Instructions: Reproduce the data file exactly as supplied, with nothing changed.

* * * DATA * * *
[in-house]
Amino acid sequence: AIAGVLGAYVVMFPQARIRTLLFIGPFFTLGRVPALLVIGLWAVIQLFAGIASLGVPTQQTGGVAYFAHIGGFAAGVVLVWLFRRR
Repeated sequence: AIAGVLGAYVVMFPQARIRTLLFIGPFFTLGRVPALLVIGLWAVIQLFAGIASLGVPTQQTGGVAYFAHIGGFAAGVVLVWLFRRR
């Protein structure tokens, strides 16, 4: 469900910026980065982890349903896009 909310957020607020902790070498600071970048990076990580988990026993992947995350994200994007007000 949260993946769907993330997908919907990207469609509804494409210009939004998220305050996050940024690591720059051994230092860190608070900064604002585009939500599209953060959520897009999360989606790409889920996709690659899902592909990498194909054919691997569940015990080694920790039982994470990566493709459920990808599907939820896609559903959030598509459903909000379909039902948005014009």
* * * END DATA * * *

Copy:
[in-house]
Amino acid sequence: AIAGVLGAYVVMFPQARIRTLLFIGPFFTLGRVPALLVIGLWAVIQLFAGIASLGVPTQQTGGVAYFAHIGGFAAGVVLVWLFRRR
Repeated sequence: AIAGVLGAYVVMFPQARIRTLLFIGPFFTLGRVPALLVIGLWAVIQLFAGIASLGVPTQQTGGVAYFAHIGGFAAGVVLVWLFRRR
């Protein structure tokens, strides 16, 4: 469900910026980065982890349903896009 909310957020607020902790070498600071970048990076990580988990026993992947995350994200994007007000 949260993946769907993330997908919907990207469609509804494409210009939004998220305050996050940024690591720059051994230092860190608070900064604002585009939500599209953060959520897009999360989606790409889920996709690659899902592909990498194909054919691997569940015990080694920790039982994470990566493709459920990808599907939820896609559903959030598509459903909000379909039902948005014009």